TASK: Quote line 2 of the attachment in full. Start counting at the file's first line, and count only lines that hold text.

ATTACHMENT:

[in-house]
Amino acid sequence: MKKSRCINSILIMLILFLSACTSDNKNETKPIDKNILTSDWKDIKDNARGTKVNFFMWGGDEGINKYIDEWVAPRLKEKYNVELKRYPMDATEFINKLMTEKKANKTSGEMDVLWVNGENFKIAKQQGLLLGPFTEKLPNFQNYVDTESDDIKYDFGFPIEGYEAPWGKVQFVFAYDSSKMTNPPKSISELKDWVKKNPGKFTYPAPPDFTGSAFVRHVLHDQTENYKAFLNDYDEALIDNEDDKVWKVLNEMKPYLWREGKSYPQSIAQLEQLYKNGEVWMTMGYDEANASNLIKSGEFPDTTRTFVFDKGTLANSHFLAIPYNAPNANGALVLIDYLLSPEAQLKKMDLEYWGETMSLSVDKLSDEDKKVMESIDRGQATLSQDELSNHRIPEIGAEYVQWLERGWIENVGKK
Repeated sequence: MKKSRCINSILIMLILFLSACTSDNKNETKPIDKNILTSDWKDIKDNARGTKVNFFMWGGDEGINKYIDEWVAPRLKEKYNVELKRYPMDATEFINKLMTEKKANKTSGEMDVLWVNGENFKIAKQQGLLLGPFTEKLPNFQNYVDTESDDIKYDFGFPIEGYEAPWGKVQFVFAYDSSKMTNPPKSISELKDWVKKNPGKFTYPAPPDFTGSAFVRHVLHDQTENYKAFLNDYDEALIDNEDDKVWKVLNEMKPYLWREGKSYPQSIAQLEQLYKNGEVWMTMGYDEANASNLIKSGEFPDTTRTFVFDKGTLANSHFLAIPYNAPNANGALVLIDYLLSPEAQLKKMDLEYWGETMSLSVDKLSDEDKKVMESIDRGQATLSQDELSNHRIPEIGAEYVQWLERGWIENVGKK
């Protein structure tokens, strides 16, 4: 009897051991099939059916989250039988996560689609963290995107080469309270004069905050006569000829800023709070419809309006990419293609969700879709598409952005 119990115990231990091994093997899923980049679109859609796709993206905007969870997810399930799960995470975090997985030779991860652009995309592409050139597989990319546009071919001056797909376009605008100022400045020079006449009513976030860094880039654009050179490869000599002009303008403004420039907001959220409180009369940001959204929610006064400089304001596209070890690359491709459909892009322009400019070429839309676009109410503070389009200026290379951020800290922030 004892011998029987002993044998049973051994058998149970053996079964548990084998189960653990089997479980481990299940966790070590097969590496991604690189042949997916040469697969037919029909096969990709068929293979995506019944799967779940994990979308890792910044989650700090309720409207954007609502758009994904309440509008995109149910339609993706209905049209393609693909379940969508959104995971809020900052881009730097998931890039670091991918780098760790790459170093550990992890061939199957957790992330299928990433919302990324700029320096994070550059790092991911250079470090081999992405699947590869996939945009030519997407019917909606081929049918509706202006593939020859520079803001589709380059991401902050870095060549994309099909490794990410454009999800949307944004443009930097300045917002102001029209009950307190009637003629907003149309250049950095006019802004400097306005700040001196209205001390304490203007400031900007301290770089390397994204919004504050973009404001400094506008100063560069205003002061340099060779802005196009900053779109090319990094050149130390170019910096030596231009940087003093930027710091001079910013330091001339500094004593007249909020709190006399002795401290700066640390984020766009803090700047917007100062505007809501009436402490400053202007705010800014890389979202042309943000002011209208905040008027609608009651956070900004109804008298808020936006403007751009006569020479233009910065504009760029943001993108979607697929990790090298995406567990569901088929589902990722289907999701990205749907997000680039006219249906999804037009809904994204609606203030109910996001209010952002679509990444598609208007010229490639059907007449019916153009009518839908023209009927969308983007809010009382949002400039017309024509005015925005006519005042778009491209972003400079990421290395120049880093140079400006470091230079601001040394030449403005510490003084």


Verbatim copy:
Amino acid sequence: MKKSRCINSILIMLILFLSACTSDNKNETKPIDKNILTSDWKDIKDNARGTKVNFFMWGGDEGINKYIDEWVAPRLKEKYNVELKRYPMDATEFINKLMTEKKANKTSGEMDVLWVNGENFKIAKQQGLLLGPFTEKLPNFQNYVDTESDDIKYDFGFPIEGYEAPWGKVQFVFAYDSSKMTNPPKSISELKDWVKKNPGKFTYPAPPDFTGSAFVRHVLHDQTENYKAFLNDYDEALIDNEDDKVWKVLNEMKPYLWREGKSYPQSIAQLEQLYKNGEVWMTMGYDEANASNLIKSGEFPDTTRTFVFDKGTLANSHFLAIPYNAPNANGALVLIDYLLSPEAQLKKMDLEYWGETMSLSVDKLSDEDKKVMESIDRGQATLSQDELSNHRIPEIGAEYVQWLERGWIENVGKK